Rating: 4.5 stars
Buy Link:
Amazon | iBooks | Amazon UK
Length: Anthology

 

This book is a collection of three very sweet stories about love in all its forms. About people who think that, for whatever reason — be it physical disability, a crippling discomfort with touching and being touched, or severe agoraphobia — they aren’t worthy of being loved. People who close themselves off and decide to accept loneliness, only to be shown, through empathy and friendship, that someone out there knows they deserve so much more.

The writing in these stories is so easy to read that I whipped through this book without realizing it and, while I think each story ended well, I wanted more. It’s not so much that I wanted more from the stories, which were very well told, feeling absolutely complete when they ended, or the characters, who had their arcs and found their happiness, but from the author. Newman has a deft hand for short stories, and I really hope to be able to read more of their work.

The first story, At First Contact, is about a man with a severe distaste for human flesh. The moistness, the squishiness, the shedding of cells and hair, the smell of sweat, and the touch of skin. It’s left him almost socially crippled, unable to work in close company with other people. When the chance comes to be an astronaut on a solo mission, being tossed out to a random planet to see if it’s habitable or has resources suitable for human needs, it’s a dream come true. He’s ideal for the position, and he’s going to get to be the first human to see this particular planet, and either the first to land on it, or the only one.

There’s one catch. They’re sending him with a partner. Fortunately the partner is an android, a very advanced one, whose skin is only … well, skin deep. And while they are not human, as Jay says, androids were “made in your image,” and can feel pain, fondness, and even love. It’s a lovely story, and my favorite of the three.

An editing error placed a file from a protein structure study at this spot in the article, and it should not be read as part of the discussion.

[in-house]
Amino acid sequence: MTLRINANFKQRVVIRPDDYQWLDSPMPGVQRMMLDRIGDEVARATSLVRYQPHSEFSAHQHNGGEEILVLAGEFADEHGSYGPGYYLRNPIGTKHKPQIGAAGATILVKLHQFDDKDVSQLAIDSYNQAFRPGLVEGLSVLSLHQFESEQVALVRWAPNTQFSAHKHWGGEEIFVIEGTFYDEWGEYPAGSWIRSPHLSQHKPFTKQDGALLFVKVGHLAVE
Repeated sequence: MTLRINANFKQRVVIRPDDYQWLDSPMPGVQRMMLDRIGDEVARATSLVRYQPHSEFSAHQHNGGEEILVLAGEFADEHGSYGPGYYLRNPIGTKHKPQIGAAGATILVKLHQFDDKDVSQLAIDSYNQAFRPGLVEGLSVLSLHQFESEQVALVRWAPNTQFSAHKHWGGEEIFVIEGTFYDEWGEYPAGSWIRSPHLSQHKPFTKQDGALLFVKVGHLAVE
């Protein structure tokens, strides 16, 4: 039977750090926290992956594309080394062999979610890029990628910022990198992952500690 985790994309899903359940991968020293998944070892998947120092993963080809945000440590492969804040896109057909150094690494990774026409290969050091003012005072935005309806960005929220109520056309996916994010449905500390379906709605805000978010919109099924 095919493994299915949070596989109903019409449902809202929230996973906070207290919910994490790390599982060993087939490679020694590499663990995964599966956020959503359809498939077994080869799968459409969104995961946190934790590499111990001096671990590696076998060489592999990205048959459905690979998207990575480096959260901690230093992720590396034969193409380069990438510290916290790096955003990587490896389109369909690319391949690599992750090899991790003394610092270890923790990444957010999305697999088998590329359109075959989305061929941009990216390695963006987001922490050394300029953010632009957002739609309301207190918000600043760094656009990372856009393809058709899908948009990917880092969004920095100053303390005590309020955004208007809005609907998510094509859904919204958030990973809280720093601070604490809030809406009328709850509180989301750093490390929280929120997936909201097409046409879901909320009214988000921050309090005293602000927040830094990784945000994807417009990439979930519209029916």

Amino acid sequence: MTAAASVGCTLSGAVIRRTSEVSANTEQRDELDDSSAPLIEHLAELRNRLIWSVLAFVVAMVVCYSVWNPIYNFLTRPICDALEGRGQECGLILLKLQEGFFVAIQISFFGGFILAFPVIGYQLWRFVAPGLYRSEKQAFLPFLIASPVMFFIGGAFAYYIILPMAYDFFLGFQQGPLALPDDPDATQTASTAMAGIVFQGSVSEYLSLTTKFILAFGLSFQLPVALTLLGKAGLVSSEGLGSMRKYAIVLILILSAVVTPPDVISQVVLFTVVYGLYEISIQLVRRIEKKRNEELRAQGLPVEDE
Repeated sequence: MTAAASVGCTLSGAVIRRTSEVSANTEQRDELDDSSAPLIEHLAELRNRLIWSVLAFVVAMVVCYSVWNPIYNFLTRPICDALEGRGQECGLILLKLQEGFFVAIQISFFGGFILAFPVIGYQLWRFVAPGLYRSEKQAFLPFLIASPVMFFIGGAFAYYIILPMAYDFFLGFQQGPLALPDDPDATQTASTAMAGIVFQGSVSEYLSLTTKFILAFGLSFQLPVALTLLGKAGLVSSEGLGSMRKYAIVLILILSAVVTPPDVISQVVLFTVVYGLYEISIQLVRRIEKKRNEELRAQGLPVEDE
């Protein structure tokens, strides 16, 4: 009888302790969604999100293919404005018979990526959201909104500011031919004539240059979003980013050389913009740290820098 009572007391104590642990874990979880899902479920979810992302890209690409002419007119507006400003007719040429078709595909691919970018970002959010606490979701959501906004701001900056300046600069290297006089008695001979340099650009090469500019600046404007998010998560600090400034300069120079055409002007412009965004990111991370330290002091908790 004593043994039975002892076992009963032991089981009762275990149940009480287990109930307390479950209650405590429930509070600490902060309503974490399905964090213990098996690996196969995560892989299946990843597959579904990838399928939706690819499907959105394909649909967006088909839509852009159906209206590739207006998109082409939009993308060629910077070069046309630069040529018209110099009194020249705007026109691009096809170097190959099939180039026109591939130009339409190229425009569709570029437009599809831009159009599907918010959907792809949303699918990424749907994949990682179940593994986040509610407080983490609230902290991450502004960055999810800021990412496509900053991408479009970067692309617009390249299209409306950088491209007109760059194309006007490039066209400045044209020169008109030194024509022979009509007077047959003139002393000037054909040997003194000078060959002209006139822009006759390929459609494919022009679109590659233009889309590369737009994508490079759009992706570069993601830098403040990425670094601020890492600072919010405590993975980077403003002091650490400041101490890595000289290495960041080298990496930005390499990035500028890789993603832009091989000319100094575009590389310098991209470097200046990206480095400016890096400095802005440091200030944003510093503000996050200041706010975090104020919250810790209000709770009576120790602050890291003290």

Ghosted is about Leo who, as a child, befriended the ghost haunting his grandmother’s house, but as he grew up, the visits stopped. Leo was able to live his life, traveling and going to college while Will, the ghost, was left behind. A chance meeting with a reclusive author gives Leo a second chance at love.

A Touch of Magic is about two teachers — Lawrence, a retired Olympic fencer and Sean an art teacher — whose friendship shifts into something more, and might even move into romance if Sean, whose short stature and chronic back issues, can move past his own insecurities and trust that Lawrence is being honest when he says he wants more than friendship. The banter in this story is perfect, and the two of them, when they get going, are charming and funny in equal measure.

“You— you’re you. You’re a gold medalist, you’re handsome and rich and could have anyone you wanted!”

“Including you?”

And my favorite part of the story …

“I didn’t want you to feel pressured,” Sean whispered. “To make you feel like you had to— to reciprocate.”

“And if I wanted to reciprocate? If I did— if I do reciprocate?”

Flushing, Sean said, “I would have told you eventually.” “

When? On our wedding night?”

One thing I appreciated is that not one of the three characters — the astronaut, the author, and the art teacher — had their issues aided through someone else’s intervention. The astronaut didn’t go from being horrified by organic ick to getting over it because of love, the author’s agoraphobia didn’t vanish like a ghost just because he got a boyfriend, and Sean’s insecurity didn’t go poof just because Lawrence was good in bed. All three characters are still who they are, everything they are; they’re just no longer alone.

This is a wonderful collection full of love, acceptance, and sweetness. I really hope you give it a try.